integer and returns `x`

instead (most values in the computation don't
depend on the input integer).

The `mbind`

/`>>=`

function in this monad takes a monadic value `xx`

, a function
`k`

taking non-monadic values into the monad, and returns a function
that expects an integer `n`

. It feeds `n`

to `xx`

, which delivers a
result in the orginal type, which is fed in turn to `k`

. `k`

returns
a monadic value, which upon being fed an integer, also delivers a result
in the orginal type.

The `map`

, `¢`

, and `map2`

functions corresponding to this `mbind`

are given
above. They may look familiar --- we'll comment on this in a moment.

Lifing the computation into the monad, we have the following adjusted types:

```
type num = int -> int
```

That is, `num`

is once again replaced with the type of a boxed `int`

.
When we were dealing with the Option/Maybe monad, a boxed `int`

had type ```
int
option
```

. In this monad, a boxed int has type `int -> int`

.

__________________ | | ___|____ ____|_____ | | | | map2 + ⇧1 ____|_____ ⇧4 | | map2 * ___|____ | | ___|____ x | | map2 / ⇧6

It remains only to decide how the variable `n`

will access the input value supplied
at the top of the tree. The input value is supposed to be the
value that gets used for the variable `n`

. Like every leaf in the tree
in argument position, the code we want in order to represent the
variable will have the type of a boxed `int`

, namely, `int -> int`

. So
we have the following:

```
var_n = fun (n : int) -> n
```

That is, variables in this system denote the identity function!

The result of evaluating this tree will be a boxed integer: a function
from any integer `n`

to `(+ 1 (* (/ 6 n)) 4)`

.

Take a look at the definition of the Reader monad again. The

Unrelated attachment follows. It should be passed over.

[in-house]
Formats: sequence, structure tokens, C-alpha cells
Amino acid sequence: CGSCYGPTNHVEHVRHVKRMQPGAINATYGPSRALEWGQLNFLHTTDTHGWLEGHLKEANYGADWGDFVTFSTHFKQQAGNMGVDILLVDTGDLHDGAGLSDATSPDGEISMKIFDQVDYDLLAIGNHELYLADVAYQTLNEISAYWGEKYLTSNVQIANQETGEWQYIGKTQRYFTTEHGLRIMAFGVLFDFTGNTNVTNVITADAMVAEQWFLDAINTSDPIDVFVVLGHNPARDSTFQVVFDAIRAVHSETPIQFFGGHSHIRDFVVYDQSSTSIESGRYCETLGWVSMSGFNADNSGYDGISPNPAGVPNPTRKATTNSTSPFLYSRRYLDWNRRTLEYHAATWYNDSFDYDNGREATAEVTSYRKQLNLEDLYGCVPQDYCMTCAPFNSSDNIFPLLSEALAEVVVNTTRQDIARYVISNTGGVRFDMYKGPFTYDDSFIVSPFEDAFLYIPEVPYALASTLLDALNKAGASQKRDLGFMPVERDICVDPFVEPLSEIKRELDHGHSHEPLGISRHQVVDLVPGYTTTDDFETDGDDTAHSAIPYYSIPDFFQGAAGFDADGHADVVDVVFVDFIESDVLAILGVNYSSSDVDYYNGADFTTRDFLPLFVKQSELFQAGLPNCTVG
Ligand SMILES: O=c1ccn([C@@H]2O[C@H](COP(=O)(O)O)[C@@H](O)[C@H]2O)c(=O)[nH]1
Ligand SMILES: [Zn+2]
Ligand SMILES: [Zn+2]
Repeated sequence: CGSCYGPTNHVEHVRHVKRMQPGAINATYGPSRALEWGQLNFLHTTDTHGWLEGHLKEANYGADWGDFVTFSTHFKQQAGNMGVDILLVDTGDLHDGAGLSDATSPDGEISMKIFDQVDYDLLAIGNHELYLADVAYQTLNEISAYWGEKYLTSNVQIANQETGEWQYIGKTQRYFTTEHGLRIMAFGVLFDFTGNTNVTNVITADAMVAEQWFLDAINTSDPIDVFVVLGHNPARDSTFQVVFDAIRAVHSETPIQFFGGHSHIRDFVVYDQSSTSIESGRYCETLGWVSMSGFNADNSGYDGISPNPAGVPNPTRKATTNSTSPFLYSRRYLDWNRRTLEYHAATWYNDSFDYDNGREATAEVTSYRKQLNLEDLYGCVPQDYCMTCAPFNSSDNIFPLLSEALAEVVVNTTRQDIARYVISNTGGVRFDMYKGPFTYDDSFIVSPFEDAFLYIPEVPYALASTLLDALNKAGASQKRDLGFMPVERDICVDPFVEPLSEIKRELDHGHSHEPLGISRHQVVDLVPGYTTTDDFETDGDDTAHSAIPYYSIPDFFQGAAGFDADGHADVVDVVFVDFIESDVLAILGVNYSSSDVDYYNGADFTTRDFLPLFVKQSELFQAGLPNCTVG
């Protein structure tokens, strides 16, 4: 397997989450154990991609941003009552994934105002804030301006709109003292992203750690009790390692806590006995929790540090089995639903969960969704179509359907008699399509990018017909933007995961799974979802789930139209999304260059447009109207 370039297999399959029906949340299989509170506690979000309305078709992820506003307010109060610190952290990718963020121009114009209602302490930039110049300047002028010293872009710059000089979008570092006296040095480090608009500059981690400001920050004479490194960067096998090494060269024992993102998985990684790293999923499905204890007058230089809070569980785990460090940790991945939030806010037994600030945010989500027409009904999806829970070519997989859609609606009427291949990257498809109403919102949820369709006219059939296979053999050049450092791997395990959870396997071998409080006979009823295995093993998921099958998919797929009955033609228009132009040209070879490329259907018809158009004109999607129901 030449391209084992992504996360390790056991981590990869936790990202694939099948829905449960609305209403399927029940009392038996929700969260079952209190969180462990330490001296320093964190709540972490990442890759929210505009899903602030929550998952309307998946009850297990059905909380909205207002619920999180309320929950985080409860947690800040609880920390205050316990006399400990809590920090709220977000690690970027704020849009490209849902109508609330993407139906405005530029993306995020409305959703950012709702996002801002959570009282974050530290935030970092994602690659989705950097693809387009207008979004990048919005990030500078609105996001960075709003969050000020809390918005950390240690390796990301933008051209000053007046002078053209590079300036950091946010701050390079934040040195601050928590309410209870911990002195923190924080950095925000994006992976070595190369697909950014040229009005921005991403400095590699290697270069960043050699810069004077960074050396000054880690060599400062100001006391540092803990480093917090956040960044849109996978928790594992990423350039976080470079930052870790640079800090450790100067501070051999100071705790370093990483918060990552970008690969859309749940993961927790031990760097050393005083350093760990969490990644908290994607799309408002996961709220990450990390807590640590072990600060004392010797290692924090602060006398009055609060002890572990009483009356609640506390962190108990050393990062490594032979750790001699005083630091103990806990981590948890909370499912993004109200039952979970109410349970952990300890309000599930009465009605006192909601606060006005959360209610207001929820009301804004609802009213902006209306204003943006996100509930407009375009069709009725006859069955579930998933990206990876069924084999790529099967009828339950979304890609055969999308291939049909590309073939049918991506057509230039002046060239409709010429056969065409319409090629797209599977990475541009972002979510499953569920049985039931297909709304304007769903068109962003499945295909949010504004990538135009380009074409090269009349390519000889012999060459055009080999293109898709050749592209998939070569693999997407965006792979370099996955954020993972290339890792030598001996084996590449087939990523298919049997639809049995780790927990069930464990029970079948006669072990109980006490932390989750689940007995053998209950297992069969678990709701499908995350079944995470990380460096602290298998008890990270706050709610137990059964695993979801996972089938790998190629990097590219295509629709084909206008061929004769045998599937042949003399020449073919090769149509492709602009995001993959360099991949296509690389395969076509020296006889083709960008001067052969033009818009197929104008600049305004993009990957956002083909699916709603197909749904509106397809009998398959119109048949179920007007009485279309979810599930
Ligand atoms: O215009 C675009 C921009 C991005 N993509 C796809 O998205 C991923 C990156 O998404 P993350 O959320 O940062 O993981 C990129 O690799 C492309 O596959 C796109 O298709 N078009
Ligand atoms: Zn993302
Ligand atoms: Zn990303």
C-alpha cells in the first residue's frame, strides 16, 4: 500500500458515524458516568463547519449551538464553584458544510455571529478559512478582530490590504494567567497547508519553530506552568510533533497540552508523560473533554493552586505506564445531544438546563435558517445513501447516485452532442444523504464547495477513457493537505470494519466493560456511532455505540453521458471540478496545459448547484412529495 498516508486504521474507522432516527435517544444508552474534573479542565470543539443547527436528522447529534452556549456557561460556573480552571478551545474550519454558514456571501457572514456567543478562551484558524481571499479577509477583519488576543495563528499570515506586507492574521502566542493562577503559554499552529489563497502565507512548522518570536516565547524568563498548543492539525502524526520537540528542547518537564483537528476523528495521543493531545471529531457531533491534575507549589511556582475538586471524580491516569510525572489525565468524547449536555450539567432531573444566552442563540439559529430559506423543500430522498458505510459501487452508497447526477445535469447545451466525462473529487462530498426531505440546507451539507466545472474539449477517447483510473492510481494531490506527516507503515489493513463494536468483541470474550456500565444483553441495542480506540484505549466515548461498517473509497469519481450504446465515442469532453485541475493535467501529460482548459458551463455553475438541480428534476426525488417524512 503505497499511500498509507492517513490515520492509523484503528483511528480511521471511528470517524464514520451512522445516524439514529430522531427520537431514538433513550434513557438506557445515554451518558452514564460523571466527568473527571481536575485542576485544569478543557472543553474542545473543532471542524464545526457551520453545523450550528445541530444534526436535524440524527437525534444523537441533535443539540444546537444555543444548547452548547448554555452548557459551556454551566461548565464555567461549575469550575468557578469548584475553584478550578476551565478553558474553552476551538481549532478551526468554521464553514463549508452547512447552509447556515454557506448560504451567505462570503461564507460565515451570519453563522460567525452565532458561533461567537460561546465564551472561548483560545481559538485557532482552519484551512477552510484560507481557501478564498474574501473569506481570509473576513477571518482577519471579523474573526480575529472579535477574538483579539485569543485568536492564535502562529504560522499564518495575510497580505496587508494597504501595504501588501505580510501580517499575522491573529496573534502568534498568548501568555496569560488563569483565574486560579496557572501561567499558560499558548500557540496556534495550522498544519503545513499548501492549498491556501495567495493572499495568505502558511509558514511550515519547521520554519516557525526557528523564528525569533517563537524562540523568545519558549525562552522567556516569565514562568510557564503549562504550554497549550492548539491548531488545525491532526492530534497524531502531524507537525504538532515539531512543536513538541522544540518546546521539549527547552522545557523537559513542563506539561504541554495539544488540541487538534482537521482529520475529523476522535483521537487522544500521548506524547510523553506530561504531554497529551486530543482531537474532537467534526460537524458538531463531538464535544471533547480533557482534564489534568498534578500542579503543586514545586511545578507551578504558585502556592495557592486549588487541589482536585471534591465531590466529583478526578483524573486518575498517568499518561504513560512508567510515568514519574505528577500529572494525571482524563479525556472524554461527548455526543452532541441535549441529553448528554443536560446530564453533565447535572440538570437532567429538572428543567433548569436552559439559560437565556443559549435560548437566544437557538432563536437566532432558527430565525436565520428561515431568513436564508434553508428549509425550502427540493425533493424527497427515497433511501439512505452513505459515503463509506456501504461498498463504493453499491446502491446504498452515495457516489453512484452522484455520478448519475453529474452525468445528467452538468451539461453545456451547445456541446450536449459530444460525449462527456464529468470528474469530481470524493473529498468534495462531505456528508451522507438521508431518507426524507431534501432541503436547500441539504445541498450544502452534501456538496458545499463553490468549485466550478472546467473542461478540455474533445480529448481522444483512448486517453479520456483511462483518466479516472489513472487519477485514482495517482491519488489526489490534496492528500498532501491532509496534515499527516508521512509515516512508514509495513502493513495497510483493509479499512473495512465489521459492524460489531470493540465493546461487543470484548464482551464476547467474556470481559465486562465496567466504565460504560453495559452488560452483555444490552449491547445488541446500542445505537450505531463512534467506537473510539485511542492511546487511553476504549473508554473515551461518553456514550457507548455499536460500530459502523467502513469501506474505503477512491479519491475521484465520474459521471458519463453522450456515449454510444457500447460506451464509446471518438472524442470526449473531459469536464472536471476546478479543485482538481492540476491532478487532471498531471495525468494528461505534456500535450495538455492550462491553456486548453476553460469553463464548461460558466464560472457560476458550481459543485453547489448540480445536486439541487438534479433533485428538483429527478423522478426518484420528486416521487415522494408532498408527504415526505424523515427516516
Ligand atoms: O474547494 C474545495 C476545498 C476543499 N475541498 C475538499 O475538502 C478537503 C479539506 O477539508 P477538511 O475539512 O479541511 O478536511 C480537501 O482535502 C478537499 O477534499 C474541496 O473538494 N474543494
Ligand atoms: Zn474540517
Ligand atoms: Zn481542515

`mid`

takes some object `x`

and returns `\n. x`

. In other words,
`⇧x = Kx`

, for our familiar combinator **K**, so `⇧ = K`

. Likewise, the `map`

operation
is just function composition, and the `mapply`

/`¢`

operation is our friend the **S** combinator. `map2 f xx yy`

for the Reader monad is `(f ○ xx) ¢ yy`

or `S (f ○ xx) yy`

.

We've seen this before as a strategy for translating a binding
construct into a set of combinators. To remind you, here is a part of
the general scheme for translating a lambda abstract into Combinatory
Logic. The translation function `[.]`

translates a lambda term into a
term in Combinatory Logic:

```
[(MN)] = ([M] [N])
[\a.a] = I
[\a.M] = K[M] (assuming a not free in M)
[\a.(MN)] = S[\a.M][\a.N]
```

The reason we can make do with this subset of the full translation
scheme is that we're making the simplifying assumption that there is
at most a single lambda involved. So once again we have the identity
function **I** as the translation of the bound variable, **K** as the function
governing expressions that don't contain an instance of the bound
variable, **S** as an operation that manages `¢`

, that is, the applicative combination of complex expressions.

## Jacobson's Variable Free Semantics as a Reader Monad

We've designed the presentation above to make it as easy as possible to show that Jacobson's Variable Free Semantics (e.g., Jacobson 1999, Towards a Variable-Free Semantics) implements a Reader monad.

More specifically, it will turn out that Jacobson's geach combinator